2020 U.K. RepTrak Study Reveals Key Learnings About Reputational Stability
Blog Post02 Jun, 2020
Building and maintaining a reputation is not an easy thing for any business to do—in normal times or during a global pandemic, like the one we’re living in now. So it is important for every company to monitor not only their own Reputation Score but the trends that are affecting scores across their country, industry, and the world to know when and how they should institute changes that may lead to improvement.
Case in point: The reputation of the average business in the U.K. has fallen in the last year. This is one of the key learnings from our annual analysis of the reputation of around 500 businesses operating in the U.K., which was conducted in January and February of this year with the input of 7,657 survey respondents from the informed general public.
Twenty-four companies achieve RepTrak’s highest accolade—that of excellent reputation—this year in the U.K.
In the country’s Top 10, there is a real diversity in sector and what those businesses do. Companies included range from major food manufacturers like Kellogg’s and Ferrero, to Fintech giant PayPal, and entertainment powerhouse The Walt Disney Company. Many of these businesses can also be found on our global list of the most reputable companies.
“It’s incredibly humbling for us to receive this kind of accolade,” says Chris Silcock, U.K. managing director of Kellogg’s, which earned the title of most reputable company in our 2020 U.K. study. “We’ve been in Britain since 1922, but we know we need to continue to work hard each and every day to earn the right to a place on peoples’ breakfast tables. I’m confident this recognition from RepTrak shows people understand we are a purpose-driven business. It speaks not only to the quality of the food we make but also to our work to tackle hunger through our long-standing breakfast club program and our championing of sustainable food production.”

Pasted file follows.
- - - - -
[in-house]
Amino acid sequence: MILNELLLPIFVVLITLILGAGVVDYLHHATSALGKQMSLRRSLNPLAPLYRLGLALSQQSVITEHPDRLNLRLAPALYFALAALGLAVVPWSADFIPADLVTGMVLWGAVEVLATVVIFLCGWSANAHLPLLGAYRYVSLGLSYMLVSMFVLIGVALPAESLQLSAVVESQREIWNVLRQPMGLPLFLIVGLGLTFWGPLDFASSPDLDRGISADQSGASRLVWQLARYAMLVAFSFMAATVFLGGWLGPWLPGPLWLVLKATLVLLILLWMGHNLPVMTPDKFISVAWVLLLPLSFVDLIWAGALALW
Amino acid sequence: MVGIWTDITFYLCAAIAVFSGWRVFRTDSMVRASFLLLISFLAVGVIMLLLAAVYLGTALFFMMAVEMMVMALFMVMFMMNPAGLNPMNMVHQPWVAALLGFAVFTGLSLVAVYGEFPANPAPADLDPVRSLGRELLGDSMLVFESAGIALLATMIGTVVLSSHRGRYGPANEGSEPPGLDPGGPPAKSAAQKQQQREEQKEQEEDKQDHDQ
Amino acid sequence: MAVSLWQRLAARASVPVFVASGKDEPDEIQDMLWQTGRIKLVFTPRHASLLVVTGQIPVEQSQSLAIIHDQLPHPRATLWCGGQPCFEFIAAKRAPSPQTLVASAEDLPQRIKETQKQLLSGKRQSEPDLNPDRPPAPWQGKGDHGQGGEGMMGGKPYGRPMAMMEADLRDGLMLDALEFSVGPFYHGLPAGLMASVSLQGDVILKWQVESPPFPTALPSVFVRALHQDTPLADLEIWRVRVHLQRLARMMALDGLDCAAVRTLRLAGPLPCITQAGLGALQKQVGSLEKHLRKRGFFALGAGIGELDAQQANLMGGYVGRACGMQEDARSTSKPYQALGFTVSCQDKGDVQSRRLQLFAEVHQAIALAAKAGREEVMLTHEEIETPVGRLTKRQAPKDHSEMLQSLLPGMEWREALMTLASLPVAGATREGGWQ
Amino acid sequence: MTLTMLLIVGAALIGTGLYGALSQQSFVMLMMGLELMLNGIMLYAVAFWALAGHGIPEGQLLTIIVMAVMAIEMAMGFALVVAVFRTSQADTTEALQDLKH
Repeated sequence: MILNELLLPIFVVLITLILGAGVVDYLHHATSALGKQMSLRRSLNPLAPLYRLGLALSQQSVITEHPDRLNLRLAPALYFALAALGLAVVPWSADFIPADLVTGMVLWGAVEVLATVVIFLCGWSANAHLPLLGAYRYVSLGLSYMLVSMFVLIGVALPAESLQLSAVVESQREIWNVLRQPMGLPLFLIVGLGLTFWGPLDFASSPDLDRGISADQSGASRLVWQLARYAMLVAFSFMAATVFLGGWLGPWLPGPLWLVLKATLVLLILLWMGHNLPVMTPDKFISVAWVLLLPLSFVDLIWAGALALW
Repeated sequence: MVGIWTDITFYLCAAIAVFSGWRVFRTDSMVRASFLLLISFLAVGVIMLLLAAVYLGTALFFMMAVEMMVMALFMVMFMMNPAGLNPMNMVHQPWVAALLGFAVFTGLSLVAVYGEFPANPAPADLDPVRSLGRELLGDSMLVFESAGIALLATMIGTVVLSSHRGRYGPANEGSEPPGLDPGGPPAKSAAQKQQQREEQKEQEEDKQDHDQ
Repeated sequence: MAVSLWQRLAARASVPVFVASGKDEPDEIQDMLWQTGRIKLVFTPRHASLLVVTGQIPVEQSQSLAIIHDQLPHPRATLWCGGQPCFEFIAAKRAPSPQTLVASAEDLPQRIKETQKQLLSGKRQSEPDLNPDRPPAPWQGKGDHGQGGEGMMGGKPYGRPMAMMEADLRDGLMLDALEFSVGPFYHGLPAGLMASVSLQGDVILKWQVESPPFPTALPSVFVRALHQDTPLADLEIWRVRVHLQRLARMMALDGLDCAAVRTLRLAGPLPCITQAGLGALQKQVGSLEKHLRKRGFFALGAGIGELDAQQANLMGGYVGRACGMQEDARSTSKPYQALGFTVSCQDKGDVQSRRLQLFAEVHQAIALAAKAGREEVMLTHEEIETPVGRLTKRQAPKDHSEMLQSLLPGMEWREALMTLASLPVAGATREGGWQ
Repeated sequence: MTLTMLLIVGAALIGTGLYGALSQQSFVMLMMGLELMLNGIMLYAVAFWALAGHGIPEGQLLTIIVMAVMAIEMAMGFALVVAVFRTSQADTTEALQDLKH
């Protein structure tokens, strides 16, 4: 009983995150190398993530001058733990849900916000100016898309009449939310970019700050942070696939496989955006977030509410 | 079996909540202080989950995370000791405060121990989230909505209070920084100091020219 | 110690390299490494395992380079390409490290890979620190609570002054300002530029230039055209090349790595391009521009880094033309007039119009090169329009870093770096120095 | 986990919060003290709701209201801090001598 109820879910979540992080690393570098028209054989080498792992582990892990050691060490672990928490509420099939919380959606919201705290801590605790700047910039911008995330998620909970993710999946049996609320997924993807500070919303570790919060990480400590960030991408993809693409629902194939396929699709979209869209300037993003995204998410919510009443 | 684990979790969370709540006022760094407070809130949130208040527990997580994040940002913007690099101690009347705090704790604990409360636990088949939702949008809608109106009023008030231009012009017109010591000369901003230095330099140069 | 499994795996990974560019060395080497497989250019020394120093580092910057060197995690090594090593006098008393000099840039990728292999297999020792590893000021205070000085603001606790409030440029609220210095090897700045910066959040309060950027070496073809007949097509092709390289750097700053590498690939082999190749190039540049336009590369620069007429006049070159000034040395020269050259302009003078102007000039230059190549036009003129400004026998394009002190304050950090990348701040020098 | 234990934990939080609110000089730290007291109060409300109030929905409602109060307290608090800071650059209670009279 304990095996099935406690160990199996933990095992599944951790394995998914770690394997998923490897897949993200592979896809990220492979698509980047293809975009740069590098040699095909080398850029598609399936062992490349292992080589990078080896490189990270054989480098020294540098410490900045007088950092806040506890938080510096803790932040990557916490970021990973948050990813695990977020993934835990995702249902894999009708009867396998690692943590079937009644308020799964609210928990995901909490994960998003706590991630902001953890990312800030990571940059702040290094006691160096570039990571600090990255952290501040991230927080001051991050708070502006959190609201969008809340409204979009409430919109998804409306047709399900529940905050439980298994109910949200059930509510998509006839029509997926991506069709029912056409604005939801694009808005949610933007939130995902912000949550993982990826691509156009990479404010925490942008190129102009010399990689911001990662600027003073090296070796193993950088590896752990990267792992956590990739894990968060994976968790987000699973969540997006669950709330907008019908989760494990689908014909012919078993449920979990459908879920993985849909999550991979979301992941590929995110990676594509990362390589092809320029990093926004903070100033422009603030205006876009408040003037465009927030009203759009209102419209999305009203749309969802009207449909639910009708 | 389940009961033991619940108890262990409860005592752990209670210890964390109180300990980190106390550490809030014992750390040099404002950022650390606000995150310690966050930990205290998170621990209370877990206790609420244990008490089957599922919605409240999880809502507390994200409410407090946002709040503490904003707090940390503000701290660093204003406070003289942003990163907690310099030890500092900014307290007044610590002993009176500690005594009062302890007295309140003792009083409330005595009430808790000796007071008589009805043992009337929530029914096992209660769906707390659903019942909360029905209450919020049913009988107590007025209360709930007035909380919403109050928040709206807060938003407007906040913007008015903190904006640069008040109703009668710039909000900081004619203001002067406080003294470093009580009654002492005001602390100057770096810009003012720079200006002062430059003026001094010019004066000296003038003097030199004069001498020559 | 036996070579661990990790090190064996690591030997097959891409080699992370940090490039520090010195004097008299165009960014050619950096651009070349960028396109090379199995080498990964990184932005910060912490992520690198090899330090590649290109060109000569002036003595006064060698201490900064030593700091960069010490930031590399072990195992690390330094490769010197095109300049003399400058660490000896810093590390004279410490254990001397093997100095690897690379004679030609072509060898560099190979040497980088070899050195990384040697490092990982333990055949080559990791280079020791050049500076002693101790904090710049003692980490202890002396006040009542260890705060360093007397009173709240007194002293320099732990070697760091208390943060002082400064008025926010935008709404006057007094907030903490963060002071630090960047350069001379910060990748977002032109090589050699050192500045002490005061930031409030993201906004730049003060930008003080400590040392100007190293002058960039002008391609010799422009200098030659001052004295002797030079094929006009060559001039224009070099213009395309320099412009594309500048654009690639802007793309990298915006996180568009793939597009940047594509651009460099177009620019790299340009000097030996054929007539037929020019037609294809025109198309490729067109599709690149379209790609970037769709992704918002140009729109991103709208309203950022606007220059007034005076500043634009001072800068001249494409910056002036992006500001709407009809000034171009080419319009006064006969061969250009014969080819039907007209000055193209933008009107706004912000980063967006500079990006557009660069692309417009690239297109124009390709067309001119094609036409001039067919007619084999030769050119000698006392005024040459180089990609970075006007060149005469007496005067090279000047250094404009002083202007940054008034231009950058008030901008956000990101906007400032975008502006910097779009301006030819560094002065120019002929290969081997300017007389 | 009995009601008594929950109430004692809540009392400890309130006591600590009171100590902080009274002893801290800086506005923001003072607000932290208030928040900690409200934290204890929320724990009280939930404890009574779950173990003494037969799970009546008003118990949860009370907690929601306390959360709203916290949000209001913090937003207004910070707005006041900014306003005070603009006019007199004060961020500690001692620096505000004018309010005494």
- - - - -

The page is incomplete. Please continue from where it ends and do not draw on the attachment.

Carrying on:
Those companies in the Top 10 have their origins in the U.S., Europe, and East Asia. One country missing is the U.K. itself. The British public show little preference for domestic businesses, and while some do achieve excellent reputations, none break the Top 10.
Businesses under pressure
That said, while the reputation of businesses overall remains strong—the second highest classification in our Reputation Model—scores have fallen this year. This reverses some of the reputational progress made between 2018 and 2019.
It follows a year of public, political, and media pressure on the behaviour of companies.
The Extinction Rebellion movement of summer 2019 drew attention in the U.K., and beyond, to environmental and sustainability concerns. Discussions of higher purpose became mainstream at Davosand other public forums, with the role of business beyond profits becoming a dominant theme. Even the Financial Times argued that “the long-term health of free enterprise capitalism will depend on delivering profit with purpose.”
As a result of this scrutiny, business in the U.K. has seen weaker performance this year across the most important drivers of reputation, including measures of Governance (ethical, fair, and transparent behaviour) and good corporate Citizenship (environmental responsibility, support for good causes, and positive societal impact).